One of the most subtle ways artificial intelligence is being used in our daily lives is through chatbots. Chatbots are intelligent software agents that interact with people using natural language in order to meet certain targets. They can be a useful tool as technical support for an electronic device, when searching for a piece of furniture in a shop (like Chatbot Anna at Ikea) or when making a doctor’s appointment. They basically save time and money and automate repetitive tasks.
Technological advances in artificial intelligence make chatbots increasingly efficient, which is highly interesting. As mentioned in the specialised newsletter Chatbots Life, some companies are already using them to filter and even help transform potential clients’ contacts with estate agencies into sales.
In one particular article they describe how a chatbot helped to sell 3 apartments in 10 days, a good number if we take into account that it basically worked alone and managed around 250 conversations that 1000 users initiated by clicking on a Facebook ad (cost: 100 euros). The initial group interested in the apartments resulted in 60 ‘eligible contacts’, of which three ended up reserving an apartment. A good ratio.
There are several tools to create these chatbots, with different levels of complexity, but they all work in a similar way: they are fed with raw data, such as location, photos, surface, number of rooms, energy certification, price ranges or even financing options. This information is not that different from what is published in ads on sales websites. A natural language processing system manages the conversations with potential clients, detecting expressions and key words in order to provide the best answers.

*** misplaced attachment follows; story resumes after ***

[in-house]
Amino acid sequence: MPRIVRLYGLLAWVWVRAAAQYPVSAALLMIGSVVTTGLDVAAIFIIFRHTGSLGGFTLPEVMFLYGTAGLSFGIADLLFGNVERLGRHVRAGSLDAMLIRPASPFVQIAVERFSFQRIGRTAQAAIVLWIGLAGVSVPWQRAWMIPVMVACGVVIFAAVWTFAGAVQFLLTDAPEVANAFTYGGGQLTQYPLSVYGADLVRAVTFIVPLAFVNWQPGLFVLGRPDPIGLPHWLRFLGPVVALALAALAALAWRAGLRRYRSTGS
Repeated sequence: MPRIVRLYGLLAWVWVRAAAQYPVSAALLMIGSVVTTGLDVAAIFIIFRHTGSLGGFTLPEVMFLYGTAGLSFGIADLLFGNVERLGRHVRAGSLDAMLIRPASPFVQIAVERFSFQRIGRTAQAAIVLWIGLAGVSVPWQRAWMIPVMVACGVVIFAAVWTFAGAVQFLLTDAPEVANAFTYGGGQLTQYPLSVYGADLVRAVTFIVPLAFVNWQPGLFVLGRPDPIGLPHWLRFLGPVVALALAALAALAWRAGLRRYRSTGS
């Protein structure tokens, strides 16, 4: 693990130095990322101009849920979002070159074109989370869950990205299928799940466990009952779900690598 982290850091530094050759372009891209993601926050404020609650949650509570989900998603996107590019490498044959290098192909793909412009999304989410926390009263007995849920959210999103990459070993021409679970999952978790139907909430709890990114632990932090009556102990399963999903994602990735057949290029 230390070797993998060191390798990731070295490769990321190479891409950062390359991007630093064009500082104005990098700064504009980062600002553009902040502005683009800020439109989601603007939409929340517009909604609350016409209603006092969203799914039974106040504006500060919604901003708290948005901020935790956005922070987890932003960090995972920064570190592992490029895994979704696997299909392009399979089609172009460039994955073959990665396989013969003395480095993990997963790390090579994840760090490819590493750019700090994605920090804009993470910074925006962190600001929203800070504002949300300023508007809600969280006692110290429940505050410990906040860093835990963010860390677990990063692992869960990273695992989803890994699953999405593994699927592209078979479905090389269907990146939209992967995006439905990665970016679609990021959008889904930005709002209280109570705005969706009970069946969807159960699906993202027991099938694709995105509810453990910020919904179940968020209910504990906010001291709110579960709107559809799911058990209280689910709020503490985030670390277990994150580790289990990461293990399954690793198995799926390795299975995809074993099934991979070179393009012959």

Chatbots show the information and always try to answer the most basic questions, providing further information on, for example, the price of the apartments, showing some photos or explaining additional characteristics. Many answers are guided with links (options such as ‘Tell me more’).
One of the advantages of chatbots is that they can break down barriers: we know that 70% of website visitors who have questions would rather use the chat box than make a phone call. Secondly, chatbots do not ‘pressure too much’ or frighten clients away, but they do the exact opposite. People try to get information from them until reaching a key moment which is when they are asked if they want to be contacted by a real person and receive a formal proposal.
What is interesting about chatbots is that once they have been given basic information, they can then be fed with massive amounts of data on hundreds of homes, premises, garages or offices, both for sale or to rent. Many also ‘learn’ from previous conversations, thus improving their comprehension and answering skills. If the conversion rate is right (and we don’t need long to assess whether the investment has been worthwhile) chatbots are a simple way to achieve a powerful, yet cheap filter to find eligible contacts in ways that may have not been sufficiently exploited.